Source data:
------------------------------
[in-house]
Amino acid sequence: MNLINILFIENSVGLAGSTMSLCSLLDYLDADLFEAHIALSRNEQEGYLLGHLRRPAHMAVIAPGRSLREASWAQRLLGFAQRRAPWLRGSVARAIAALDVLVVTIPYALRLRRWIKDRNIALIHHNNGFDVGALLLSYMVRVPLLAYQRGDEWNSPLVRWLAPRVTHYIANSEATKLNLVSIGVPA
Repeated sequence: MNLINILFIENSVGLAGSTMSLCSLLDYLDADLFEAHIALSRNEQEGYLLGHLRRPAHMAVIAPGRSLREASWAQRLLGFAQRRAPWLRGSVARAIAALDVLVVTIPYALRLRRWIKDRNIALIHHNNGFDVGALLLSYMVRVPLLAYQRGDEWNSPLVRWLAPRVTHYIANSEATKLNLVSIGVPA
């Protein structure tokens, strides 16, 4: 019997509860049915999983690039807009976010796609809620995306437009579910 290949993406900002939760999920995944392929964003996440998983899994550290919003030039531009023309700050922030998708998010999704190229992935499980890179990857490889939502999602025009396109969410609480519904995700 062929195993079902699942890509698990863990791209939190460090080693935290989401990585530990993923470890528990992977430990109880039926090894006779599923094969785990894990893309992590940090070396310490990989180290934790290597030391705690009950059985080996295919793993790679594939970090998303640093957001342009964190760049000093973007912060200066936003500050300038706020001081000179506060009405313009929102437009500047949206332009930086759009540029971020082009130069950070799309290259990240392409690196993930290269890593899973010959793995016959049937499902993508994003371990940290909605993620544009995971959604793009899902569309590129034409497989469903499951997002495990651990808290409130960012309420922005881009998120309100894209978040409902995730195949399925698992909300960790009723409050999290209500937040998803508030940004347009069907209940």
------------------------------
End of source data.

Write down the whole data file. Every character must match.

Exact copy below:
[in-house]
Amino acid sequence: MNLINILFIENSVGLAGSTMSLCSLLDYLDADLFEAHIALSRNEQEGYLLGHLRRPAHMAVIAPGRSLREASWAQRLLGFAQRRAPWLRGSVARAIAALDVLVVTIPYALRLRRWIKDRNIALIHHNNGFDVGALLLSYMVRVPLLAYQRGDEWNSPLVRWLAPRVTHYIANSEATKLNLVSIGVPA
Repeated sequence: MNLINILFIENSVGLAGSTMSLCSLLDYLDADLFEAHIALSRNEQEGYLLGHLRRPAHMAVIAPGRSLREASWAQRLLGFAQRRAPWLRGSVARAIAALDVLVVTIPYALRLRRWIKDRNIALIHHNNGFDVGALLLSYMVRVPLLAYQRGDEWNSPLVRWLAPRVTHYIANSEATKLNLVSIGVPA
């Protein structure tokens, strides 16, 4: 019997509860049915999983690039807009976010796609809620995306437009579910 290949993406900002939760999920995944392929964003996440998983899994550290919003030039531009023309700050922030998708998010999704190229992935499980890179990857490889939502999602025009396109969410609480519904995700 062929195993079902699942890509698990863990791209939190460090080693935290989401990585530990993923470890528990992977430990109880039926090894006779599923094969785990894990893309992590940090070396310490990989180290934790290597030391705690009950059985080996295919793993790679594939970090998303640093957001342009964190760049000093973007912060200066936003500050300038706020001081000179506060009405313009929102437009500047949206332009930086759009540029971020082009130069950070799309290259990240392409690196993930290269890593899973010959793995016959049937499902993508994003371990940290909605993620544009995971959604793009899902569309590129034409497989469903499951997002495990651990808290409130960012309420922005881009998120309100894209978040409902995730195949399925698992909300960790009723409050999290209500937040998803508030940004347009069907209940």